Entern - Environmental modelling and navigation for robotic space exploration

The German Research Center for Artificial Intelligence has developed a walking robot that independently explores cavities and visualizes them on a map of the environment. CREX can find its way around moon craters as well as collapsed buildings on Earth - and can thus help to rescue injured people.

The approximately one meter long walking robot CREX is independently exploring a cave on Tenerife. ©DFKI.

The situation is confusing and dangerous: an explosion has brought down some buildings of a chemical factory and caught fire. Are there any dangerous gases escaping? Are workers trapped? In order to fight the fire and rescue possible injured people, the rescue teams would now have to put their lives in danger.

Instead, ten six-legged walking robots swarm into the buildings and begin their exploration. After 30 minutes they come out again, each equipped with a digital hazard map on which cavities and gas concentrations are precisely located. Green light for part of the facility: There, the fire brigade can safely begin fire-fighting operations and safely rescue the injured.

On the road in unknown terrain

The fictional scenario shows how Artificial Intelligence (AI) can help to support people in dangerous environments at work - and save lives. The walking robot CREX is still a demonstrator of the German Research Center for Artificial Intelligence (DFKI) GmbH. The Bremen researchers have successfully tested the technologies for this in winding cave systems on Tenerife. "Robot missions of this kind already require a very high degree of artificial intelligence," says Steffen Planthaber, who headed the project from 2014 to 2017. "Specifically, we use autonomous, three-dimensional path planning with the help of the Search-Based Planning Library (SBPL) and decision-making in unknown environments by means of "rigid body simulation" and evaluation of the behavior variants simulated with it".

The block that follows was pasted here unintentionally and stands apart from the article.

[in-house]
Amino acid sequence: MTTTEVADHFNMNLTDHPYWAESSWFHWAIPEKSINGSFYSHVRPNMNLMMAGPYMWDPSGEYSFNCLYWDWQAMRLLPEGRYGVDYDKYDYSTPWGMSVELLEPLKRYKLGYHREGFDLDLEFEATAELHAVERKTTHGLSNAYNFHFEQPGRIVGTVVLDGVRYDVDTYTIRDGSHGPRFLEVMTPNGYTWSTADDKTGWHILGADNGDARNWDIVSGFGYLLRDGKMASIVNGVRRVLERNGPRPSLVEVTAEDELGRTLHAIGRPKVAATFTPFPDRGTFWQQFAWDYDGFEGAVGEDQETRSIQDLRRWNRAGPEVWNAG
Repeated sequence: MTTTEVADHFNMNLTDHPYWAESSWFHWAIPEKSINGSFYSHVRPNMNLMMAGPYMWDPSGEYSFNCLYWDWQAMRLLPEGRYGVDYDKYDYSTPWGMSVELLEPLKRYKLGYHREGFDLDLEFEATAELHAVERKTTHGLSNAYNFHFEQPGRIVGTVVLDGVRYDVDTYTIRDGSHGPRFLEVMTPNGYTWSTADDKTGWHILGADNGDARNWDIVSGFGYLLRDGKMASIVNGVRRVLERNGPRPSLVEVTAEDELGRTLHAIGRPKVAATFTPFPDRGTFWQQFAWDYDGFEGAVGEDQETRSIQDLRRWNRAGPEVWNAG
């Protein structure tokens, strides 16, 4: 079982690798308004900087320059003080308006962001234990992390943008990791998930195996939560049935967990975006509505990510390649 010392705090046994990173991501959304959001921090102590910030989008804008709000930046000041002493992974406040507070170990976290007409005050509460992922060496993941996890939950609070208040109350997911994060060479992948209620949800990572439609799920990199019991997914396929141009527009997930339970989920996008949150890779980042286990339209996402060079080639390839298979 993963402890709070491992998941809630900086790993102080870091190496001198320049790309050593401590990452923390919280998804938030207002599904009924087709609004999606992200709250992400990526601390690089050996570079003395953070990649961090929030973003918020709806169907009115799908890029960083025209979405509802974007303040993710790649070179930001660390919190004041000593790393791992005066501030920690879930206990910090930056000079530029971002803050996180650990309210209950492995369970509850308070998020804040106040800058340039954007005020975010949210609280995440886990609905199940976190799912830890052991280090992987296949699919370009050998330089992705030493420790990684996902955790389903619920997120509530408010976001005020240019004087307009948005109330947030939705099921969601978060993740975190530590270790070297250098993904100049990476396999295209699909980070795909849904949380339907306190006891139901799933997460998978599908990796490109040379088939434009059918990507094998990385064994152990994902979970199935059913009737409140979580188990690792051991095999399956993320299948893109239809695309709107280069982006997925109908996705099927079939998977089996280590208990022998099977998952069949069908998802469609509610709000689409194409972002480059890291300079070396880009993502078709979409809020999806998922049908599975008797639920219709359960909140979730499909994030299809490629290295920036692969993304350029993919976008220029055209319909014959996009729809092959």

Originally, Planthaber and his team developed robotic systems for space missions - for example, to explore caves on the moon for manned lunar stations. The field of application was expanded because the requirements for intelligent robots on celestial bodies and in collapsed buildings were similar, explains Steffen Planthaber: "The robots move in an unknown environment, have to recognize the best path, avoid obstacles, find their way back - and they do so semi-autonomously.

Independent simulator

AI researcher Planthaber uses the term partial autonomy to describe the interplay between human commands and independent decisions made by a machine: "For example, we tell the robot: Go in this direction, look around and come out in half an hour. What happens in the meantime, the scientists at the Bremen control station can neither monitor nor influence in real time. This is because a satellite link is usually not available at CREX's remote or inaccessible locations.

On site, the 27 kilogram walking robot is on its own, but can rely on expedition equipment: A 3D laser scanner scans the entire environment. In front of each obstacle, planning algorithms help to decide: Can the obstacle be overcome? In particularly difficult situations, such as when a deep gutter crosses the path, the robot first starts a simulation. "Only when it can overcome the obstacle in theory does it actually perform the movement," explains Steffen Planthaber.

Order executed

Example of a map of the surroundings that CREX records on its expedition tour. A colour gradient describes a meter of altitude. ©DFKI.

When CREX comes back from his mission, he immediately sends the data he brought along to the control station, provided the radio connection is intact. There a three-dimensional virtual map of the surroundings appears - in the scenario of collapsed factory buildings, enriched with the gas concentration recorded by a sensor. "We always need artificial intelligence if systems themselves are to draw up a plan and then follow it," summarizes DFKI scientist Planthaber.

The high-tech walking robot is still in use as a research prototype and unique piece. Its inventors are now teaching it to run faster and more energy-efficiently and to master steep environments even better. Once he has learned this, CREX is to go into series production and support people in the most dangerous places on earth.

DFKI Standort Bremen

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Technology field
Robotics and Autonomous Systems
Application industry
Cross-Sector
Field of application
  • Intelligent Assistance Systems
Value-added activity
Research and Development [R&D]